If a is generated by the application of a strong electric field during the growth process (plasma enhanced chemical vapor deposition*), then the nanotube growth will follow the direction of the electric field. By adjusting the geometry of the reactor it is possible to synthesize vertically aligned carbon nanotubes (i.e., perpendicular to the substrate), a morphology that has been of interest to researchers interested in the electron emission from nanotubes. Without the plasma, the resulting nanotubes are often randomly oriented. Under certain reaction conditions, even in the absence of a plasma, closely spaced nanotubes will maintain a vertical growth direction resulting in a dense array of tubes resembling a carpet or forest.
and carbon nanotubes are not necessarily products of high-tech laboratories; they are commonly formed in such mundane places as ordinary , produced by burning methane, ethylene, and benzene, and they have been found in from both indoor and outdoor air. However, these naturally occurring varieties can be highly irregular in size and quality because the environment in which they are produced is often highly uncontrolled. Thus, although they can be used in some applications, they can lack in the high degree of uniformity necessary to meet many needs of both research and industry. Recent efforts have focused on producing more uniform carbon nanotubes in controlled flame environments. Such methods have promise for large-scale, low-cost nanotube synthesis, though they must compete with rapidly developing large scale CVD production.
Nanotubes were observed in 1991 in the carbon soot of graphite during an arc discharge, by using a current of 100 , that was intended to produce fullerenes. However the first production of carbon nanotubes was made in 1992 by two researchers at 's Fundamental Research Laboratory. The method used was the same as in 1991. During this process, the carbon contained in the negative electrode sublimates because of the high discharge temperatures. Because nanotubes were initially discovered using this technique, it has been the most widely-used method of nanotube synthesis.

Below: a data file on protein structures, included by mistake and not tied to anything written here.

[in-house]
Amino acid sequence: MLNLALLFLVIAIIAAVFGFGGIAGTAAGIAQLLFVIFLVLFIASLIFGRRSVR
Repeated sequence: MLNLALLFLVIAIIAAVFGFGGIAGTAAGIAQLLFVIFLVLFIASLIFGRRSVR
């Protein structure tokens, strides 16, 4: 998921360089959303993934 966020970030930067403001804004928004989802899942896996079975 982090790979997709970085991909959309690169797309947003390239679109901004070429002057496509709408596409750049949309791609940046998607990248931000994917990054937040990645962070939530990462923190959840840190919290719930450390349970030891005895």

Single-walled nanotubes are still very expensive to produce, around $1500 per gram as of 2000, and the development of more affordable synthesis techniques is vital to the future of carbon nanotechnology. If cheaper means of synthesis cannot be discovered, it would make it financially impossible to apply this technology to commercial-scale applications. Several suppliers offer as-produced arc discharge SWNTs for ~$50–100 per gram as of 2007.
In 1979 John Abrahamson presented evidence of carbon nanotubes at the 14th Biennial Conference of Carbon at . The conference paper described carbon nanotubes as carbon fibers which were produced on carbon anodes during arc discharge. A characterization of these fibers was given as well as hypotheses for their growth in a nitrogen atmosphere at low pressures.
Recent efforts are devoted to the investigation of operating mechanisms, new synthesis routes, new device architectures, stability of the organic materials, lifetime, encapsulation, etc.
Key words: P3HT, PCBM, organic photovoltaic, organic material
 Rowell, Michael W.; Topinka, Mark A.; McGehee, Michael D.; Prall, Hans-Jurgen; Dennler, Gilles; Sariciftci, Niyazi Serdar; Hu, Liangbing; Gruner, George Organic solar cells with carbon nanotube network electrodes, Appl Phys Lett, 88(23), 2006, 233506–233509